Everyone is welcome to join me and the folks from the tai chi groups I teach for free practice sessions this summer.
We’re planning to meet Monday-Wednesday-Friday 8:30–9:30 AM in Morrissey Park. (If we meet later it gets too hot before we’re done.)
These group practices sessions have no teacher or leader, so they’re free.
These sessions tend to be much like our usual classes:
A few minutes of opening exercises
Half an hour of moving Qigong
Ten minutes of standing meditation
A short tai chi form
The 48-movement form
This means that most of the hour is accessible to anybody, even complete beginners.
We’re starting Wednesday, June 1st. I’ve promised to show up for the first couple of sessions to help students from my beginner class get started on the longer form. (After that I’ll miss several sessions in a row because I’ll have family visiting, but there are lots of other friendly people there, many of whom know tai chi as well I do.)
I’ve been practicing taiji for more than 4 years now. Jackie and I started with a 16-week class at OLLI, after which we continued studying with the same teacher, Mike Reed, at the Savoy Recreation center.
The OLLI class taught an 8-movement form, the same form I taught my students when I taught a taiji class for the Champaign Park District this summer. We continued to do that form in the Savoy Rec classes, but also started learning a form that consisted of the first 12 of the Chen 48-movement form. Fairly early on, Mike proceeded to teach us the second 12 movements, so that we had a 24-movement form.
We stuck with that 24-movement form for a long time—I think we went most of a year without adding any new movements.
Jackie and I and a couple of other students bugged Mike about adding more movements, but he resisted. I think I now understand the reasons. The first 24 movements are pretty easy to do. That is, learning the whole sequence takes a while, and doing them exactly right may be difficult, but no individual piece of any of the movements is physically very challenging. Starting early in the second half of the 48, there are a number of movements that are considerably more challenging: Hops, jumps, kicks, and pivots—sometimes in combinations—that Mike hesitated to try to teach to a class where I’m the youngest guy there.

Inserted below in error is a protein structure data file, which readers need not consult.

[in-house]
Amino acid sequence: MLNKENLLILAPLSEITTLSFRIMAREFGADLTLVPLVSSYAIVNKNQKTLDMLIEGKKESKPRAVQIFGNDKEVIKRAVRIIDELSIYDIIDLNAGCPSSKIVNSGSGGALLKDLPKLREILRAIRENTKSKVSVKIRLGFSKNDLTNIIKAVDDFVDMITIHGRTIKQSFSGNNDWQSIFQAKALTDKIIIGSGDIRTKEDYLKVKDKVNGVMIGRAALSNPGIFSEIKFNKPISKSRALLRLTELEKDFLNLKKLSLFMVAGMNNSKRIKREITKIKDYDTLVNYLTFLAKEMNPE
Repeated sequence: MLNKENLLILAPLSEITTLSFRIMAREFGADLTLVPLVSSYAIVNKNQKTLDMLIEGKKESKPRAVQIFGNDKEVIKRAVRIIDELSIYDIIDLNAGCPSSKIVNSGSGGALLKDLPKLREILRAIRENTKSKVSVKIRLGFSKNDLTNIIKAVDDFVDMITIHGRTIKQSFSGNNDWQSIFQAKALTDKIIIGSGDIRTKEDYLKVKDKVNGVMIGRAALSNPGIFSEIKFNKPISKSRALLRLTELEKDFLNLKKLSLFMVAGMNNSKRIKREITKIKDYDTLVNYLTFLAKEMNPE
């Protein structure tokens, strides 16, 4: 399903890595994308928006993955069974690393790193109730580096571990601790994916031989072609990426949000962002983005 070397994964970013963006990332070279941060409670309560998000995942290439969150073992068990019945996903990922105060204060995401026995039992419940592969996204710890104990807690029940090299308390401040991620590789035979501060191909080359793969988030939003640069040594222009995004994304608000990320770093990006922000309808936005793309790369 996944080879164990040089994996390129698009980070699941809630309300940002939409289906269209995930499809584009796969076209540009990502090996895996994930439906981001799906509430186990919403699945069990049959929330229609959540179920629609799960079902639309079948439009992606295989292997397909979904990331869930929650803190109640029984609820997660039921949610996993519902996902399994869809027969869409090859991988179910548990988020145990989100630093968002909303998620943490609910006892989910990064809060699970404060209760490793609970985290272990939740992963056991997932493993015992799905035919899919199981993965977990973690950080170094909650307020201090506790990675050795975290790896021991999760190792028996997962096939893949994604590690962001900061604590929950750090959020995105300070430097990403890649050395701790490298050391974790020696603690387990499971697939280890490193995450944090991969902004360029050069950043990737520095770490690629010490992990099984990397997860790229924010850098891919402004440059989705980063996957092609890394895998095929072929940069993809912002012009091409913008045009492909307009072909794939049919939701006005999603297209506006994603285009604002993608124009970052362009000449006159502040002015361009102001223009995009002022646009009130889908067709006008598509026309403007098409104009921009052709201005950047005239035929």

Eventually, after maybe a year, we wore him down. A year and a half ago, we got through the third 12 movements (somewhat modified, to reduce the aggressiveness of some of the jump-kicks and hopping pivots). This fall, we’ve learned the final 12 movements, doing the last two last week.
Today, for the first time, we did the whole 48-movement form from beginning to end.
I still have a lot to learn, even about the first movements—and, of course, I barely know the last few. But that’s okay. One of the first things I learned in taiji—that I should have learned from my previous studies of martial arts, but somehow didn’t—is that taiji isn’t something that you learn: it’s something that you do.
Now I can do a bit more. That’s all. And yet, it’s kind of a big deal to me.